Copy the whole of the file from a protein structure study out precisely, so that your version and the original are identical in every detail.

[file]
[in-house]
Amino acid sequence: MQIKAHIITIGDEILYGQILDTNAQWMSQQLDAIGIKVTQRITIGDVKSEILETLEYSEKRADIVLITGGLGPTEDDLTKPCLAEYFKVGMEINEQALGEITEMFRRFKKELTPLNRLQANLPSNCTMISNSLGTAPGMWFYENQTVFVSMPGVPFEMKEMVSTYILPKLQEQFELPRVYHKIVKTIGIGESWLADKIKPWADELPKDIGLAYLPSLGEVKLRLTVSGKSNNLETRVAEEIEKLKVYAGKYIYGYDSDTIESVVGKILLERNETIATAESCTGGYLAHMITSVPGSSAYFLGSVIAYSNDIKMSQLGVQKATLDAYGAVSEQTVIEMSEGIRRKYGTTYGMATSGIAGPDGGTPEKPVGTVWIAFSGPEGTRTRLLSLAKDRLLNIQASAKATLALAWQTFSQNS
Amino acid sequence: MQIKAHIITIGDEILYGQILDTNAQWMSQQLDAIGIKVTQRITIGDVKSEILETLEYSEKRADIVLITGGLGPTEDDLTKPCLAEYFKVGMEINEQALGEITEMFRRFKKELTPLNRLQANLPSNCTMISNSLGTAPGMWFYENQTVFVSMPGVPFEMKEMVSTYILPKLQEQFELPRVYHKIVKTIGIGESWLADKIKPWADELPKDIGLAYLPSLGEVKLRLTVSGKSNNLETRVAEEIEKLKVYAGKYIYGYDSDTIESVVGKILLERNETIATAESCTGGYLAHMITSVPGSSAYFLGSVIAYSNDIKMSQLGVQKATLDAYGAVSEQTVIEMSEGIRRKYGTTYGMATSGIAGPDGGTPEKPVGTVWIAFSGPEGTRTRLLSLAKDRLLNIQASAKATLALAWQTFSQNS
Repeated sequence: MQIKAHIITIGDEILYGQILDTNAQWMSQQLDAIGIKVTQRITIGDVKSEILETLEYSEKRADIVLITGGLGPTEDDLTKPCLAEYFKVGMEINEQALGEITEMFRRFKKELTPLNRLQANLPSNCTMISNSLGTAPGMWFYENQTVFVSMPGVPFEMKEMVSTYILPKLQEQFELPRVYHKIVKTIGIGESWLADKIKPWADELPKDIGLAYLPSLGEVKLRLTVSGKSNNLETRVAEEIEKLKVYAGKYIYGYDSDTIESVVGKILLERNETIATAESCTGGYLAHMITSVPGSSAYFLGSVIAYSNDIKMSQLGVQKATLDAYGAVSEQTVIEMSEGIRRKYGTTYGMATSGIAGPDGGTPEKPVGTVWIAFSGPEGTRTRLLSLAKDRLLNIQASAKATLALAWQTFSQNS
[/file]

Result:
[in-house]
Amino acid sequence: MQIKAHIITIGDEILYGQILDTNAQWMSQQLDAIGIKVTQRITIGDVKSEILETLEYSEKRADIVLITGGLGPTEDDLTKPCLAEYFKVGMEINEQALGEITEMFRRFKKELTPLNRLQANLPSNCTMISNSLGTAPGMWFYENQTVFVSMPGVPFEMKEMVSTYILPKLQEQFELPRVYHKIVKTIGIGESWLADKIKPWADELPKDIGLAYLPSLGEVKLRLTVSGKSNNLETRVAEEIEKLKVYAGKYIYGYDSDTIESVVGKILLERNETIATAESCTGGYLAHMITSVPGSSAYFLGSVIAYSNDIKMSQLGVQKATLDAYGAVSEQTVIEMSEGIRRKYGTTYGMATSGIAGPDGGTPEKPVGTVWIAFSGPEGTRTRLLSLAKDRLLNIQASAKATLALAWQTFSQNS
Amino acid sequence: MQIKAHIITIGDEILYGQILDTNAQWMSQQLDAIGIKVTQRITIGDVKSEILETLEYSEKRADIVLITGGLGPTEDDLTKPCLAEYFKVGMEINEQALGEITEMFRRFKKELTPLNRLQANLPSNCTMISNSLGTAPGMWFYENQTVFVSMPGVPFEMKEMVSTYILPKLQEQFELPRVYHKIVKTIGIGESWLADKIKPWADELPKDIGLAYLPSLGEVKLRLTVSGKSNNLETRVAEEIEKLKVYAGKYIYGYDSDTIESVVGKILLERNETIATAESCTGGYLAHMITSVPGSSAYFLGSVIAYSNDIKMSQLGVQKATLDAYGAVSEQTVIEMSEGIRRKYGTTYGMATSGIAGPDGGTPEKPVGTVWIAFSGPEGTRTRLLSLAKDRLLNIQASAKATLALAWQTFSQNS
Repeated sequence: MQIKAHIITIGDEILYGQILDTNAQWMSQQLDAIGIKVTQRITIGDVKSEILETLEYSEKRADIVLITGGLGPTEDDLTKPCLAEYFKVGMEINEQALGEITEMFRRFKKELTPLNRLQANLPSNCTMISNSLGTAPGMWFYENQTVFVSMPGVPFEMKEMVSTYILPKLQEQFELPRVYHKIVKTIGIGESWLADKIKPWADELPKDIGLAYLPSLGEVKLRLTVSGKSNNLETRVAEEIEKLKVYAGKYIYGYDSDTIESVVGKILLERNETIATAESCTGGYLAHMITSVPGSSAYFLGSVIAYSNDIKMSQLGVQKATLDAYGAVSEQTVIEMSEGIRRKYGTTYGMATSGIAGPDGGTPEKPVGTVWIAFSGPEGTRTRLLSLAKDRLLNIQASAKATLALAWQTFSQNS